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The Mistakable vs. Unmistakable Truth: Some Thoughts on the Revolutionary Act of Truth-Telling

There is an important distinction to be made between the mistakable truth and the unmistakable truth—one is a path to freedom, the other to bondage.

Truth is beauty

“Is that a lie?” I asked the question as I realized the answer.

The conversation with my girlfriend this morning was around the “right” way to respond when someone shares a favorite food or drink—and, by abstraction, idea, story or position—that we don’t like. In these situations, we can eke by on half truths such as, “it’s interesting” or “it’s good” or “it must be healthy”. Or even outright lies like, “I like it” or “I agree”.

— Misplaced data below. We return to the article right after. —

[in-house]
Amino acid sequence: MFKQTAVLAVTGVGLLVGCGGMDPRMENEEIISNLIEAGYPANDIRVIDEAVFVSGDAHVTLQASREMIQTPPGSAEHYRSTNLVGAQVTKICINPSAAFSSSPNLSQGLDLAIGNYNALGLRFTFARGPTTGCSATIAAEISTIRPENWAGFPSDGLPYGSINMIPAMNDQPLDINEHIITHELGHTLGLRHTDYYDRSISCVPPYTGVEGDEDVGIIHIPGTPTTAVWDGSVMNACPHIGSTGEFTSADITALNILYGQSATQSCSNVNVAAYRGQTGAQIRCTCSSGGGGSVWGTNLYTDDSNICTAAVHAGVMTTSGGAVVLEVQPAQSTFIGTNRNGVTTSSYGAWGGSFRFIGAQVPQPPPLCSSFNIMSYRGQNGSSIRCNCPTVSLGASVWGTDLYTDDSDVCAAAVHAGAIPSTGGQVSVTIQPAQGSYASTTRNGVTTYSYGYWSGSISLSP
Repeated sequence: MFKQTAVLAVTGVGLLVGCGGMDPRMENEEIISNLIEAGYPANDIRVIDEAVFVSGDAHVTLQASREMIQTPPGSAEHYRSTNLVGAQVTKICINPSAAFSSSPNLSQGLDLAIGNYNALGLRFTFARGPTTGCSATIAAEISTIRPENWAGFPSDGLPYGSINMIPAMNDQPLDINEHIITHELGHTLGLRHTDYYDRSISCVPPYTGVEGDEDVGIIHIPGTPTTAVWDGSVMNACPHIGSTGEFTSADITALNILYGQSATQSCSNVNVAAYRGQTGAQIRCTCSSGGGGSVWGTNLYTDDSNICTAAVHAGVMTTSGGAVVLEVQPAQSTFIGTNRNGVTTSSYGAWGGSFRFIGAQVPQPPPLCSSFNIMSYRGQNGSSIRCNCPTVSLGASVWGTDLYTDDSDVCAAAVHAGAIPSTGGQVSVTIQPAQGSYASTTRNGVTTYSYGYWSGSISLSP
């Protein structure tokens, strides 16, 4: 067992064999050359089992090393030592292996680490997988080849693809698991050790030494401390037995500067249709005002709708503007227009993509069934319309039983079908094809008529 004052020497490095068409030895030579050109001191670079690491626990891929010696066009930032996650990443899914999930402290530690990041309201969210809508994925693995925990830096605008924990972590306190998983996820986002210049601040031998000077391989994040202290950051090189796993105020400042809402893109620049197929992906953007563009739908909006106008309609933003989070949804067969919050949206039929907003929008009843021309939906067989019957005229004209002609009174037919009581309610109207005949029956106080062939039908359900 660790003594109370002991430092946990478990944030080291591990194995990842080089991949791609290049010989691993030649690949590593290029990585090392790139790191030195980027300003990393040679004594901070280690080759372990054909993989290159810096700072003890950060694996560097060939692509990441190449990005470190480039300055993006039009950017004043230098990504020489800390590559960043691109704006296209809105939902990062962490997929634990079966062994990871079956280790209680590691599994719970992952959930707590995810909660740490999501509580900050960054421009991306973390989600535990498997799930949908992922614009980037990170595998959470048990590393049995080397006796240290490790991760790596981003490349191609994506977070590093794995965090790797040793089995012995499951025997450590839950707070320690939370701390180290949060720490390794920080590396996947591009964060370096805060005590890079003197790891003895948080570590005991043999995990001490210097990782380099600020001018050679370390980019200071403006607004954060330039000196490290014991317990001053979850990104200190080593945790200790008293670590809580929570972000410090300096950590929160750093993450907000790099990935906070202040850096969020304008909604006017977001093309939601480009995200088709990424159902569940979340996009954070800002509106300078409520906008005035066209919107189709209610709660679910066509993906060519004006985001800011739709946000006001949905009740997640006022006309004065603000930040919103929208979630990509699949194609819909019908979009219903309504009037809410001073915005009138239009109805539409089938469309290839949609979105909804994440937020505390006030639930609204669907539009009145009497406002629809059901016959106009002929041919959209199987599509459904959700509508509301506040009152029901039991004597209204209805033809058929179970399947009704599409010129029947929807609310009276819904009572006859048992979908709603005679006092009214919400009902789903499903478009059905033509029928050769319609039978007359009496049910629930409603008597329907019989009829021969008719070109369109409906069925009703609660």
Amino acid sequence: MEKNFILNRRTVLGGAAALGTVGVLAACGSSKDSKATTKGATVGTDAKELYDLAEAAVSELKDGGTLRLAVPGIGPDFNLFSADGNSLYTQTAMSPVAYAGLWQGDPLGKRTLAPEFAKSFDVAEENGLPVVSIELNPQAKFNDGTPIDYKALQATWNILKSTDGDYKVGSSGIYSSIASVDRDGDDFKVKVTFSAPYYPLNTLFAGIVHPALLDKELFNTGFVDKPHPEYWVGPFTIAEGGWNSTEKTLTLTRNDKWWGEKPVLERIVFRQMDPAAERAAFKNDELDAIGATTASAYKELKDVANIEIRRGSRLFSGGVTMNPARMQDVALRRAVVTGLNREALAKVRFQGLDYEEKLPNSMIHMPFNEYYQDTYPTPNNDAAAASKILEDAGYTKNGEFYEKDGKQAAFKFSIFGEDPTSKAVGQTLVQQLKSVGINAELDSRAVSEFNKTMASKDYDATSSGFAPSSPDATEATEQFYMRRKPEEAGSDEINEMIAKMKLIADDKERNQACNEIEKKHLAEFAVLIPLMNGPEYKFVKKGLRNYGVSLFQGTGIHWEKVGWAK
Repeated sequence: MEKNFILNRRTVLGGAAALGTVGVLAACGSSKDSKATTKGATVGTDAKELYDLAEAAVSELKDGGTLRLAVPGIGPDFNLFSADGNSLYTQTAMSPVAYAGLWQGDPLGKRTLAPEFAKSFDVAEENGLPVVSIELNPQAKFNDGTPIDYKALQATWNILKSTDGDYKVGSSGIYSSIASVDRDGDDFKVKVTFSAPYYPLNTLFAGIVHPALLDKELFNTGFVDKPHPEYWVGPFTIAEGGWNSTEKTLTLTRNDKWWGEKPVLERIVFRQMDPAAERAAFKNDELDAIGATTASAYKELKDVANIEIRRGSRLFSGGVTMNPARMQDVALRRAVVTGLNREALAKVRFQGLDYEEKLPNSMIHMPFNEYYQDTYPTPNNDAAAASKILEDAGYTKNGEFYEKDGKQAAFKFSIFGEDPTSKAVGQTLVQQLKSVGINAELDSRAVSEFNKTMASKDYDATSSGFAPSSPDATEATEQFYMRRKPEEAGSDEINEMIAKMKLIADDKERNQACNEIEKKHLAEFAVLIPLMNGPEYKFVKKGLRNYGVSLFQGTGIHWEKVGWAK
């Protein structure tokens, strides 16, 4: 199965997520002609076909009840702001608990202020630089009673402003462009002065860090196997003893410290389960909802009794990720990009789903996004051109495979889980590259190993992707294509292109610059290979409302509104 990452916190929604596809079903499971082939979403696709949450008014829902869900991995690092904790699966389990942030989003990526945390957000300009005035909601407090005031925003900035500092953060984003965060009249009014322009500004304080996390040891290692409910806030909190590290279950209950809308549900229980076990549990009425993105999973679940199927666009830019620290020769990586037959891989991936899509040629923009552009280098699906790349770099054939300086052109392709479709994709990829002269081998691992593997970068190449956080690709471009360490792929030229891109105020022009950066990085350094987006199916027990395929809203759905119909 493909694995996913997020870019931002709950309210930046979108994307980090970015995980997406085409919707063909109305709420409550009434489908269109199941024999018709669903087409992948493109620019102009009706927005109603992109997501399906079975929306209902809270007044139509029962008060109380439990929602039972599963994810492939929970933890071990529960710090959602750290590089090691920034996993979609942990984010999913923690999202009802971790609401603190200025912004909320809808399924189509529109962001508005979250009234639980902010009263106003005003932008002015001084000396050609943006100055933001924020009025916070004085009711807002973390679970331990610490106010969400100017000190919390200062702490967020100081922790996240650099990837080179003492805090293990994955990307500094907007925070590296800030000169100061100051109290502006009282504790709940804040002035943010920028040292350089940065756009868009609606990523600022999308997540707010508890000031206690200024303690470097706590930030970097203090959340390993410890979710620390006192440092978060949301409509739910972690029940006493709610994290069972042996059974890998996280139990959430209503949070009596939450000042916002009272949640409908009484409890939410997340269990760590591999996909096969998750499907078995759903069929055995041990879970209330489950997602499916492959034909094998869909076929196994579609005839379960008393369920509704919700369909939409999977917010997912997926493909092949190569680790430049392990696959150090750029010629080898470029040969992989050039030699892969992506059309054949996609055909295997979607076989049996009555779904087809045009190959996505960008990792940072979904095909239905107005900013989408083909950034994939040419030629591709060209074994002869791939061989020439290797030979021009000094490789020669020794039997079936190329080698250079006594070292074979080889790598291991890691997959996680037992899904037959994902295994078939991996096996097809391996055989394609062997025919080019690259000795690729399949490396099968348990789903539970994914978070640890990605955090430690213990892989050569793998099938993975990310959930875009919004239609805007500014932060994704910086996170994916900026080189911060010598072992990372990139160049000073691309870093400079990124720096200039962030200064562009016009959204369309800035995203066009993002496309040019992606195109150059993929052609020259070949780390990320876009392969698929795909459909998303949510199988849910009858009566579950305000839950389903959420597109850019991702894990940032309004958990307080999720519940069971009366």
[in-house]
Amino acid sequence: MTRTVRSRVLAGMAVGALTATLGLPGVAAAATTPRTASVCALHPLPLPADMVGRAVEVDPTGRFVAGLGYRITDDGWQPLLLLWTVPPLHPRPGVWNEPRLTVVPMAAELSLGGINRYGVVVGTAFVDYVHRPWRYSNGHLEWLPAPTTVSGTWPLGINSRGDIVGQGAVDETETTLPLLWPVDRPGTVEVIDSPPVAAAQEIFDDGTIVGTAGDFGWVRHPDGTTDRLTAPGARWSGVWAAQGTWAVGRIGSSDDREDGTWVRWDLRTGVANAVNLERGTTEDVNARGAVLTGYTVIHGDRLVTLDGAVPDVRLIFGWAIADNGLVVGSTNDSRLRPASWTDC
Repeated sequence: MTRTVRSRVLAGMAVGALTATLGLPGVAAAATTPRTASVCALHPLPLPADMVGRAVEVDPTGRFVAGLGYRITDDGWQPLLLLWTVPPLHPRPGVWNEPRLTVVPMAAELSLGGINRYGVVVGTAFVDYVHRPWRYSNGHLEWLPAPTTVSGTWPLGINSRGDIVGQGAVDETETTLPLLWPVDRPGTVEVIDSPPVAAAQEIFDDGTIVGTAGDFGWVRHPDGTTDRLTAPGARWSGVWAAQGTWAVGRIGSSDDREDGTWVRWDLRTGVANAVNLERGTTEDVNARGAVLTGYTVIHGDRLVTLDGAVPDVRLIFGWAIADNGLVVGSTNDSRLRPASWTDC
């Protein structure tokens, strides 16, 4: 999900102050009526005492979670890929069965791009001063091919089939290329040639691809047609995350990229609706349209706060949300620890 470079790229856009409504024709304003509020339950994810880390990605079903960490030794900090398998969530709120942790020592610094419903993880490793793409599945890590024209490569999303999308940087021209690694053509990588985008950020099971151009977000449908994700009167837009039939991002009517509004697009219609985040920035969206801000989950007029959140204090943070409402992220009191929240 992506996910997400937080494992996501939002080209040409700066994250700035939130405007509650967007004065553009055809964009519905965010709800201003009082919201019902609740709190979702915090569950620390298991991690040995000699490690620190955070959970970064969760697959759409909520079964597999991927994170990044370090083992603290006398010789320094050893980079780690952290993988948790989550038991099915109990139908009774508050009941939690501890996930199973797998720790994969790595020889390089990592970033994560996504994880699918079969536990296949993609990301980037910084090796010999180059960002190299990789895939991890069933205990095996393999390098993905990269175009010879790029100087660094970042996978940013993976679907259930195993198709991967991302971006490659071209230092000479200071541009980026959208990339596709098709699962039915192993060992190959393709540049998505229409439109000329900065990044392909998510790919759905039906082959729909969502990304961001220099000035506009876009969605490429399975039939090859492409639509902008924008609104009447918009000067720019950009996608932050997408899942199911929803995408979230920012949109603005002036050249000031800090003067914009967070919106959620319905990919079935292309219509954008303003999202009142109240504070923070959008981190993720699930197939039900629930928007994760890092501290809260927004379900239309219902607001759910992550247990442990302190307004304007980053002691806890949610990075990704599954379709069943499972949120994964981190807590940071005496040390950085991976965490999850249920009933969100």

A better response, we decided, would be, “Wow. Thanks for sharing. On first impression, that’s quite a bit different than what I’m used to. But I can see how you might like it/see it that way.” And, for bonus points, “Maybe if I tried it a couple more times I’d like it better” or “Tell me more about why that’s important to you.”

There is an important distinction to be made between the mistakable and the unmistakable truth.

The mistakable truth can lead to misunderstanding, confusion, unresolved conflicts, missed opportunities, et cetera. By contrast, even if it results in a bit of initial conflict and discomfort, the unmistakable truth has a way of opening doors of real conversation, authentic connection and growth.

Featured image by Ben Canales of Truth Is Beauty, a 55-foot-tall sculpture created for Burning Man by artist Marco Cochrane.